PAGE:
### MIDDLE GROUND - Brief Summary of A Hypothesis Test

Introduction
Vocabulary & Symbols
Never Certain
A Typical Hypothesis Test
Sample Hypothesis Tests
Type I and Type II Errors
P-Value
Example 1     Example 2

 A Brief Introduction         To hypothesis test means to make a judgement based on a statistically analyzed situation.         Below is a picture used in completing a two-tailed hypothesis test, "The average is 0. With 95% confidence, test the alternate hypothesis that the average in not 0."         Statistical information about a situation is given or is computed then a decision about the claim is made.         If the evidence falls in the confidence region, there is little evidence to support the new claim.         If the evidence falls in the critical region, there is statistical evidence to support the alternate or new claim.

Vocabulary and Symbols

It has been said, "Statistics means never having to say you are certain." By the end of this page that statement should be clear, now, it is as confusing as the definitions below. Vocabulary has been placed here in two ways. It is placed alphabetically so you can find a specific term easily and in a more unusual format as a step-by-step introduction to hypothesis testing.
 alpha alternate hypothesis confidence interval error level of confidence null hypothesis one-tail test p value population mean sample mean standard deviation test statistic two-tail test type II error type I error z-critical z-score z-test

µ, population mean , sample mean , standard deviation, sigma
-- the unit for the scale on a hypothesis test. See standard deviation.

z, z-score
-- a standard normal score used to adjust the scale of the data. See z-score.

E, error
-- the maximum distance from the mean that still places a score within the confidence interval confidence interval, µ - E < µ < µ + E
-- the range of score for which you are confident about the known mean. See confidence interval.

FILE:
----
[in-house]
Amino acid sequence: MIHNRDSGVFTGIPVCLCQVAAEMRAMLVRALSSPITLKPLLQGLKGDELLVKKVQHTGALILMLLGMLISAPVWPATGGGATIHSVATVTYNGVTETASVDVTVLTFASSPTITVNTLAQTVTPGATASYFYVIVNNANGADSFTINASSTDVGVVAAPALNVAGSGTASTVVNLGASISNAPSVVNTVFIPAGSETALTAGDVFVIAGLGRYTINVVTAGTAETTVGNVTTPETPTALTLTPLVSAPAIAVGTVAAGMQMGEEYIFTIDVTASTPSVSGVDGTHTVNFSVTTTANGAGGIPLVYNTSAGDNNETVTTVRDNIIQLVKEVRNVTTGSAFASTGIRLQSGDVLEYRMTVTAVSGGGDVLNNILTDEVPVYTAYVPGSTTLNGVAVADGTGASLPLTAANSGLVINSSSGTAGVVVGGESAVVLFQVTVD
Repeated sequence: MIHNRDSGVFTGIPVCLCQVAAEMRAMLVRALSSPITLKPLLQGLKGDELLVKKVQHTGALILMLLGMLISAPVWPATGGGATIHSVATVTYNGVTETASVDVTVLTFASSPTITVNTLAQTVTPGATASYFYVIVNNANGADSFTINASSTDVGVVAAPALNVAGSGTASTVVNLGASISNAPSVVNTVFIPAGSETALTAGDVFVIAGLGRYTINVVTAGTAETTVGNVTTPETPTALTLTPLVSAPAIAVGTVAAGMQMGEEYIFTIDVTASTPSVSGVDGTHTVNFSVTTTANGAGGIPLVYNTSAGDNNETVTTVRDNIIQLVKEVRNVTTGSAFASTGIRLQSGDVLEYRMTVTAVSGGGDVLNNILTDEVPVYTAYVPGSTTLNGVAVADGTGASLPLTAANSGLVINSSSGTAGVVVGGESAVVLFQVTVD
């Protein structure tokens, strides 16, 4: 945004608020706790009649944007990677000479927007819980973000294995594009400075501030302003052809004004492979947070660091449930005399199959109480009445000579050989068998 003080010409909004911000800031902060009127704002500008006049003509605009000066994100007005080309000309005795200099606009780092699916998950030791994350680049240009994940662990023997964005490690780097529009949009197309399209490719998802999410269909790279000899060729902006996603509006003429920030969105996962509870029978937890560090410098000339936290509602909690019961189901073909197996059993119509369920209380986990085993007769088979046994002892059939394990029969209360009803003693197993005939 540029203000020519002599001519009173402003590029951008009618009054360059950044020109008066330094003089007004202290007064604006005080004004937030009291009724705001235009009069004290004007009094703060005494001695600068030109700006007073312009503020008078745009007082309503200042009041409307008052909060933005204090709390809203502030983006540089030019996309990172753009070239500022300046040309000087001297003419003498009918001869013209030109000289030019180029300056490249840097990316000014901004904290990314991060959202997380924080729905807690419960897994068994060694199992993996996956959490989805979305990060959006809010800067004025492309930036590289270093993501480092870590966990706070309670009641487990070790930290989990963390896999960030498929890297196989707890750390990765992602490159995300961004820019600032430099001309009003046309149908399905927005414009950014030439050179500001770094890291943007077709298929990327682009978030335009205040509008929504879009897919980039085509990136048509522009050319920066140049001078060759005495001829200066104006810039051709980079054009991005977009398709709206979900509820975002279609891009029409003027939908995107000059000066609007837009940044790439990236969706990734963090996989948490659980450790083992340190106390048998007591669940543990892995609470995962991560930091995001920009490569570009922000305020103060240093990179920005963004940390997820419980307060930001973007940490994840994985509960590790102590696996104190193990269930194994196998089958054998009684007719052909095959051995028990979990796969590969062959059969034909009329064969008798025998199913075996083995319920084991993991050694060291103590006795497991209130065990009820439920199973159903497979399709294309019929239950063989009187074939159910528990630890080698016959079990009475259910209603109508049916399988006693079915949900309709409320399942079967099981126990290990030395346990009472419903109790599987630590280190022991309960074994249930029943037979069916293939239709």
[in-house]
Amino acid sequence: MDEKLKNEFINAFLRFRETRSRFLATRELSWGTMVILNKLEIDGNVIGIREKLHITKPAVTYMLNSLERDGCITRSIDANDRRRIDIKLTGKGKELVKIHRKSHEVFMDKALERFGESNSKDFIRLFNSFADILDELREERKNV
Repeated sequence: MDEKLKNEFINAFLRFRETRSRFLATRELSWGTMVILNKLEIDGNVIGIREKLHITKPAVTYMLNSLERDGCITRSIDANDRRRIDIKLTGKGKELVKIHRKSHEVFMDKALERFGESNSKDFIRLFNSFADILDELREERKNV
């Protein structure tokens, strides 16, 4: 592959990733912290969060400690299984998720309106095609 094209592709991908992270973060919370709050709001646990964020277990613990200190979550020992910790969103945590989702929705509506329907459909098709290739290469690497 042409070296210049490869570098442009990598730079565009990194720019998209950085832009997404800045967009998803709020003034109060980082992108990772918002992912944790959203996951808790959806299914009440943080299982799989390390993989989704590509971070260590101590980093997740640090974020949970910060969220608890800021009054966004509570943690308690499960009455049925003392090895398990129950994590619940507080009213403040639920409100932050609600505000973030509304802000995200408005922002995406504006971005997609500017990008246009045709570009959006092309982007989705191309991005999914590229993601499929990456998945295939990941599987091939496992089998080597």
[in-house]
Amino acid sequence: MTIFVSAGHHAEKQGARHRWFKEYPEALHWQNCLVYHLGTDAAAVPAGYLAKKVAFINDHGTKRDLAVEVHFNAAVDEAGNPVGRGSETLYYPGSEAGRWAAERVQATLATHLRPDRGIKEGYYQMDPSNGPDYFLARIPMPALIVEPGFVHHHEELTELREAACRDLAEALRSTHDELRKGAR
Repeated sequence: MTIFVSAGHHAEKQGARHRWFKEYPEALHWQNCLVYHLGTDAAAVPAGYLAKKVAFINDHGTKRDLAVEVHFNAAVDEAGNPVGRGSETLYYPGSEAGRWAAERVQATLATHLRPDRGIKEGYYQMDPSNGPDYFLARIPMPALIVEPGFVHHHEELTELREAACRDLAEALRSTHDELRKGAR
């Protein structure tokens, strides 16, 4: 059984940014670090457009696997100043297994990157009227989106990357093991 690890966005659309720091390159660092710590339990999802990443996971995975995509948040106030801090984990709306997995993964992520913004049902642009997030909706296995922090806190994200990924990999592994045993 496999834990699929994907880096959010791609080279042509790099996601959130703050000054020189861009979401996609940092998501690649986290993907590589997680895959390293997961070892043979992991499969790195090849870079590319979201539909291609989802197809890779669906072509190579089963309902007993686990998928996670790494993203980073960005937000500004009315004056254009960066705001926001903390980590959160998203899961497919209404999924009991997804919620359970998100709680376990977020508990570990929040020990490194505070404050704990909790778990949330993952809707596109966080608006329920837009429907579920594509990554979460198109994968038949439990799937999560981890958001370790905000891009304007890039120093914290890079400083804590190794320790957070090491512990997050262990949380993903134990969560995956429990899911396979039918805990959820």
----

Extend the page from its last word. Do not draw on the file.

z-critical
-- the boundary value(s) which end the confidence interval.

level of confidence, P(µ - E < µ < µ + E)
-- a probability, usually expressed as a percent, that states how sure you are about the decision made by the test.     ex. Test the null hypothesis at the 90% level of confidence.
-- probability a score is in the confidence interval containing the mean.

ztest or test, or test, test statistic,
-- usually takes a form similar to
 (observed"new") - (expected"old") (test) = (standard error)
-- the evidence used to accept or reject the null hypothesis.

H0, null hypothesis
-- a statement which is already accepted to be true.
-- what you really want to "disprove."
-- ex. In some hypothesis test, H0: µ = 12.
The null hypothesis is: The mean is 12.

H1, alternate hypothesis
-- a statement which contradicts the null hypothesis.
-- what you really want to "prove."
-- ex. In some hypothesis test, H1: µ 12.
The alternate hypothesis is: The mean is not 12. type I error
-- Reject the null hypothesis when the null hypothesis is true.

type II error
-- Do not reject the null hypothesis when the null hypothesis is false. , alpha
-- P(type I error)
-- P(Ho is true but is rejected) = 1 - (level of confidence). The area under the curve, or the probability, corresponding to the tail(s) rather than the interval about the mean.   Note: If the level of confidence is 90%, alpha is 1- .90 or 10%. /2, alpha over 2, half of alpha